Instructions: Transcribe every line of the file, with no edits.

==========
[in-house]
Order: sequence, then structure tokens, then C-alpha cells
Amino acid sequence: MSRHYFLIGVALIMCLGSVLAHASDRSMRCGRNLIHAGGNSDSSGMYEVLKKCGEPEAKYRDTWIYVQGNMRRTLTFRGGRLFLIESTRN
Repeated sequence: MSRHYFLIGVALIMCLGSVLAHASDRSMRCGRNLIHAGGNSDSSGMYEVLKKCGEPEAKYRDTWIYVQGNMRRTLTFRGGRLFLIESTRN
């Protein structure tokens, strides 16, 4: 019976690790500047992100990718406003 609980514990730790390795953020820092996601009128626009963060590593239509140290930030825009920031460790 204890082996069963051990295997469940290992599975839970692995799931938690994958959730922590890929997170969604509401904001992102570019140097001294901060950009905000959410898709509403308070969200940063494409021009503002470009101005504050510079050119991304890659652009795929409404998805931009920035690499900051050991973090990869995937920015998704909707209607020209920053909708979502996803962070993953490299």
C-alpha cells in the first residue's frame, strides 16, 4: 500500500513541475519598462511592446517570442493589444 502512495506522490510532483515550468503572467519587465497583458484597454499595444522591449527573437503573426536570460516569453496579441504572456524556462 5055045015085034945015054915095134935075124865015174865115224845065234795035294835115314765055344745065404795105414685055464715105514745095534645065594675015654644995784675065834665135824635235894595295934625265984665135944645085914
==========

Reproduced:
[in-house]
Order: sequence, then structure tokens, then C-alpha cells
Amino acid sequence: MSRHYFLIGVALIMCLGSVLAHASDRSMRCGRNLIHAGGNSDSSGMYEVLKKCGEPEAKYRDTWIYVQGNMRRTLTFRGGRLFLIESTRN
Repeated sequence: MSRHYFLIGVALIMCLGSVLAHASDRSMRCGRNLIHAGGNSDSSGMYEVLKKCGEPEAKYRDTWIYVQGNMRRTLTFRGGRLFLIESTRN
């Protein structure tokens, strides 16, 4: 019976690790500047992100990718406003 609980514990730790390795953020820092996601009128626009963060590593239509140290930030825009920031460790 204890082996069963051990295997469940290992599975839970692995799931938690994958959730922590890929997170969604509401904001992102570019140097001294901060950009905000959410898709509403308070969200940063494409021009503002470009101005504050510079050119991304890659652009795929409404998805931009920035690499900051050991973090990869995937920015998704909707209607020209920053909708979502996803962070993953490299």
C-alpha cells in the first residue's frame, strides 16, 4: 500500500513541475519598462511592446517570442493589444 502512495506522490510532483515550468503572467519587465497583458484597454499595444522591449527573437503573426536570460516569453496579441504572456524556462 5055045015085034945015054915095134935075124865015174865115224845065234795035294835115314765055344745065404795105414685055464715105514745095534645065594675015654644995784675065834665135824635235894595295934625265984665135944645085914